Tag Archives: Jack Elam

Count the Hours (1953, Don Siegel)

It took me a second to remember what the ominous theme in Count the Hours reminded me of—Plan 9 from Outer Space. Count the Hours seems like it was done on the cheap, something about the first half’s composition suggests Siegel had to be real careful with what he got in (or kept out of) the frame. But he still does a fantastic job (more on it later). The music, though… the music undoes important scenes every time Siegel uses it. Stock music would have done a far superior job. And the movie’s from 1953, so some of the familiar chords had been in use in science fiction movies for three years at least. It just sounds silly.

The other big problem–besides John Craven, who’s awful and in most of the scenes for the first twenty minutes–is the writing. Count the Hours is the small-town legal drama about the man defending the client only he knows is innocent against the town’s wraith. It’s like Boomerang!, only not good. The script has dumb locals who turn in to evil locals, who are then expected to be forgiven their maliciousness once the accused is proven innocent. The dialogue’s poor, but the plot twists are decent–with the exception of Teresa Wright, Count the Hours plays a bad lawyer television show. Macdonald Carey’s lawyer isn’t a very good one–I mean, he’s really terrible–not Carey… the lawyer. Carey gives a great performance (he’s undone a little by the resolution, but so’s a lot). Wright’s good, but it’s her standard performance. She’d be the special guest star if it were from the 1970s. Besides Carey–well, I guess Adele Mara is amusing… she’s not good, but her performance is a lot of fun–Jack Elam turns in the other really good performance.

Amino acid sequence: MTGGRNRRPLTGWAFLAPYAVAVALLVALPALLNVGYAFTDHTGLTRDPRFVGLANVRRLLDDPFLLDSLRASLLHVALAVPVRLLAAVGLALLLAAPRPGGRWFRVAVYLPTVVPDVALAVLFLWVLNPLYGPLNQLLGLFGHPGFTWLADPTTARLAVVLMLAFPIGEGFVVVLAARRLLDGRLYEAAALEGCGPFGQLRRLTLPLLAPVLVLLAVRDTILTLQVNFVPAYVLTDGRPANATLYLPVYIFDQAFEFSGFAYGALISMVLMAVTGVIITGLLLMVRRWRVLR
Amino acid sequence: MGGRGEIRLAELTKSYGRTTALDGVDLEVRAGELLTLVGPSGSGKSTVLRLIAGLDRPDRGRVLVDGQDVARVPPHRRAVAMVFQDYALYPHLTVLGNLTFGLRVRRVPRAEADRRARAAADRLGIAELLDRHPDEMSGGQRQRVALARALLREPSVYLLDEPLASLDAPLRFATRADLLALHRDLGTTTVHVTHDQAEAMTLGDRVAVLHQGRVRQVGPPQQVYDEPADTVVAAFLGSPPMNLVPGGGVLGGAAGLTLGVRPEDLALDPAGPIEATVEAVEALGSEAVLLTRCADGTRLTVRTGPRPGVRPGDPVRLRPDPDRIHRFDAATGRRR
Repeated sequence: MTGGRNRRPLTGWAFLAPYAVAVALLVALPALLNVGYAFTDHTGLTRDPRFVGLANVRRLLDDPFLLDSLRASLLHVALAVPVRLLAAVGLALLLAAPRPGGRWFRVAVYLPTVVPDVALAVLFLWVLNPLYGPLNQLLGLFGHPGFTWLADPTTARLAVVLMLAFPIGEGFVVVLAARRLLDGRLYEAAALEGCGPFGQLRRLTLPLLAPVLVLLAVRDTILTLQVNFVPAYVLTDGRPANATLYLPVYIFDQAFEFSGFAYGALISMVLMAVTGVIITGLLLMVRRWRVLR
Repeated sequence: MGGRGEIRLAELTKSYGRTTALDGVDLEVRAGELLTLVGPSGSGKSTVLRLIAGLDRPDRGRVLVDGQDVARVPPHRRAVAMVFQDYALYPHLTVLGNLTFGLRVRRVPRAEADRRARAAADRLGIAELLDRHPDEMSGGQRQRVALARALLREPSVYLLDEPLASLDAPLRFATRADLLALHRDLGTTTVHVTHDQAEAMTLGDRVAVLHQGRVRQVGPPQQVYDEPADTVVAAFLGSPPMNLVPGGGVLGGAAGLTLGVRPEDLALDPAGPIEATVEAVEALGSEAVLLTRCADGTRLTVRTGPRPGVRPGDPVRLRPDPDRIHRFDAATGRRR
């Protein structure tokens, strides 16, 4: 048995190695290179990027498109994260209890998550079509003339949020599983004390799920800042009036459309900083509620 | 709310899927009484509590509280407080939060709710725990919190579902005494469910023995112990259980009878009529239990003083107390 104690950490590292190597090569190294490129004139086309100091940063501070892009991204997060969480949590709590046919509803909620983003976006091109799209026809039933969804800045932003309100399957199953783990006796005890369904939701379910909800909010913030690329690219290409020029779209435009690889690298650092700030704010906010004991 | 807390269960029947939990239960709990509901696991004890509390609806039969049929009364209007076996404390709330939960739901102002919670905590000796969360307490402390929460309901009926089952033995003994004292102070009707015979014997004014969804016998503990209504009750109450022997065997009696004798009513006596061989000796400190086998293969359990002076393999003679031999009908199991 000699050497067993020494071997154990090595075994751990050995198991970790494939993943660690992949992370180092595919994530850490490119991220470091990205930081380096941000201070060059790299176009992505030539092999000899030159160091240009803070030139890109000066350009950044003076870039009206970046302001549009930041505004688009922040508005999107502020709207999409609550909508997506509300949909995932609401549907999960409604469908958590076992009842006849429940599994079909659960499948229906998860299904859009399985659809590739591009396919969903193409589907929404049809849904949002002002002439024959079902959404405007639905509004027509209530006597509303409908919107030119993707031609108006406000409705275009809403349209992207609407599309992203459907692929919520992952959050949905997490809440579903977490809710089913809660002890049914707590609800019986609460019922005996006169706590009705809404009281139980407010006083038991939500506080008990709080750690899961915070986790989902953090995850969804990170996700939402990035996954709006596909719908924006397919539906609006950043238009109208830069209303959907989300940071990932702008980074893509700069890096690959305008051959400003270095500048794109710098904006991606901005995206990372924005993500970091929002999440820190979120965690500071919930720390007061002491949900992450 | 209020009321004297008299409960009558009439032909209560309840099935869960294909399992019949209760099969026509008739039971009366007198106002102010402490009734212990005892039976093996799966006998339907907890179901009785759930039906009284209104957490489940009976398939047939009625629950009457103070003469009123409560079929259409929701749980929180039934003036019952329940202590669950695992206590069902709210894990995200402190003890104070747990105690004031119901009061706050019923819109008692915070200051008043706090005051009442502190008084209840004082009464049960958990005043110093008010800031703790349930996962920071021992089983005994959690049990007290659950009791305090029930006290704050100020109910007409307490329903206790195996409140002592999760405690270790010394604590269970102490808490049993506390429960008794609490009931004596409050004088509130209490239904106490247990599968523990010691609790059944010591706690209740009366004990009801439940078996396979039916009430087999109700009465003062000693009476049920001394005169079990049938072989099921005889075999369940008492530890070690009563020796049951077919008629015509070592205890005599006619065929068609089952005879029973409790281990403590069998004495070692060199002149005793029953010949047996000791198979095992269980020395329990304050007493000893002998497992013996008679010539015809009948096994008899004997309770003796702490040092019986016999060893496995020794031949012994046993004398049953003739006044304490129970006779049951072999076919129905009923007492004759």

But the movie’s real selling point is Siegel’s direction. He’s got some great moves–not just the fantastic courtroom montage sequence, which is awful expositional storytelling, but technically beautiful–and he keeps it going.

For a seventy-six minute movie, Count the Hours really does seem endless. I was trying to work in an “hours” joke, but I’m not interested enough. The culprit’s the script for the most part–while the mystery develops in an interesting way, nothing else does. I mean, if the real murderer had been the irradiated, mutated spaceman the music suggested… well, it’d be something. Instead, Count the Hours is a weird one. Not a lost gem, but still a technical success.

Except that terrible, terrible music. I kept looking around for paper plates on strings.

2/4★★

CREDITS

Directed by Don Siegel; screenplay by Doane R. Hoag and Karen DeWolf, based on a story by Hoag; director of photography, John Alton; edited by James Leicester; music by Louis Forbes; produced by Benedict Bogeaus; released by RKO Radio Pictures.

Starring Teresa Wright (Ellen Braden), Macdonald Carey (Doug Madison), Dolores Moran (Paula Mitchener), Adele Mara (Gracie Sager, Max Verne’s Girlfriend), Edgar Barrier (Dist. Atty. Jim Gillespie), John Craven (George Braden), Jack Elam (Max Verne) and Ralph Sanford (Alvin Taylor).


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Support Your Local Sheriff! (1969, Burt Kennedy)